The delegate cell of the IFFK is a beehive of activity in the lead up to the fete

The International Film Festival of Kerala (IFFK) has always been the festival of the people, famed for the crowds that it attracts, the thousands of ordinary ‘delegates’ from all walks of life, who live and breathe world cinema for the week that the fete is in town. As such, in the run up to the fete, the mood at the delegate cell, an extensive pavilion set up on the grounds of Tagore Theatre, is one of infectious energy. Cheerful, quietly efficient volunteers, young men and women, most of who are undergraduate students of mass communication and video production at Mar Ivanios College, buzz about the place checking lists and handing out passes and festival kits to the many delegates who keep trickling in.

“This time around 17,000 people registered for the fete,” says Sandeep Senan, convener of the delegate cell. “Of these, some 8,400 people have paid the delegate fee. Since we opened up shop here at Tagore Theatre on December 1, almost 5,000 delegates have collected their passes and kits. That’s apart from the 1,000-plus passes for media, officials and the like,” adds the young film producer, who is in charge of the cell for the second year running now.

As many delegates, especially old timers to the fete will tell you, the process of collecting passes/kits is nowadays surprisingly easy. Those endless queues seem to be a thing of the past thanks to the 12 counters set up especially for the purpose. “While online registrations were going on, the passes were already being printed. Every process was on schedule and is completely automated. And because of that we’re now fully equipped to deal with the flow of delegates and we are able to hand over the passes/kits to them in a timely fashion, in less than a minute, in fact. In case we do run out of kits, we have a system in place where we can get them to the delegates in five to 10 minutes,” says Sandeep.

Even as delegates keep trooping in to collect their passes/kits and then wandering out, jute bags over their shoulders and engrossed in the handbook/schedule, there seem to be many people who have come to request for passes because they weren’t able to register for the fete on time.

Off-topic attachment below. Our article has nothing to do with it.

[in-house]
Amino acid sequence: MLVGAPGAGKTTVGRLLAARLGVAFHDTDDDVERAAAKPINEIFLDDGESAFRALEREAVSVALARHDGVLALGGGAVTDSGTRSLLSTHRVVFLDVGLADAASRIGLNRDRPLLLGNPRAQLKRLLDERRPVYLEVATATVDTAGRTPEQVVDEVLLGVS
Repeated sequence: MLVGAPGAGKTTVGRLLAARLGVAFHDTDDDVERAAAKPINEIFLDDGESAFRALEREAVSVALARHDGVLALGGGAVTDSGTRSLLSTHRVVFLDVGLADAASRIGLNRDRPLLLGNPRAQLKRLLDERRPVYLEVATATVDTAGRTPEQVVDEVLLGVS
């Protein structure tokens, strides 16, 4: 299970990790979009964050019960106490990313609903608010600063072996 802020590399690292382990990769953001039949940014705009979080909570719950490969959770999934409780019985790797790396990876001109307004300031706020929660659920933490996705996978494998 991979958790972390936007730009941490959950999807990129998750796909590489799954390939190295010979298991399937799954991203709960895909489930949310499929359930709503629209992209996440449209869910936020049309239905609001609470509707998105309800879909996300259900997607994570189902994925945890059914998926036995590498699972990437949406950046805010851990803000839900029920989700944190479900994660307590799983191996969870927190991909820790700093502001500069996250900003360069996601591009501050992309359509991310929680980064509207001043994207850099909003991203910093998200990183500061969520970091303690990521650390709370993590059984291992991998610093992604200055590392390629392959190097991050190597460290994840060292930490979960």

Keerthana B., one of the volunteers, says that she, along with 11 of her classmates on duty, has been dealing with such requests since the cell opened. “This is my first time as a volunteer and I’ve mastered the art of handling people of all kinds – happy, excited, angry, tense, calm... It’s those people in search of passes, desperation writ on their faces, that really get to you. We do try and accommodate such requests as much as possible, especially people from other parts of the State and the country. Then again, the excitement on the faces of the delegates as soon as they get their hands on their passes and kits is unbeatable,” she adds.

Indeed, many delegates can be found sitting in the shade all around the pavillion, pouring over their handbooks and schedules. We catch up with one of them, 20-year-old engineering student Siyan K.S. from Kovalam. This is his first time at the fete. “I’ve always wanted to attend IFFK. I’m a huge fan of world cinema, thrillers, especially. I dream of becoming a filmmaker one day and because of that I really like analysing movies, the more complex the better. I’m really looking forward to the fete.” So is delegate A.M. Basheer, a ‘Gulf’ returnee, who is attending his fourth fete, this time with his wife, Jayakumari. “I travel from Attingal everyday to attend the fete and like to watch at least one film from each country featured at the fete. Last year I saw some 30 films,” says Basheer.

The delegate cell will work out of Tagore theatre till December 8, following which it will be shifted to the Kairali complex. “From then on we'll be dealing more with grievances of delegates,” says Sandeep.

This time around the delegate cell has organised a fleet of pink autos and SheTaxis, apart from 30 other autos to ferry delegates from one theatre to the other. They will run till 11.30 p.m. Also, this year, for each screening, three balcony seats will be reserved for physically challenged delegates.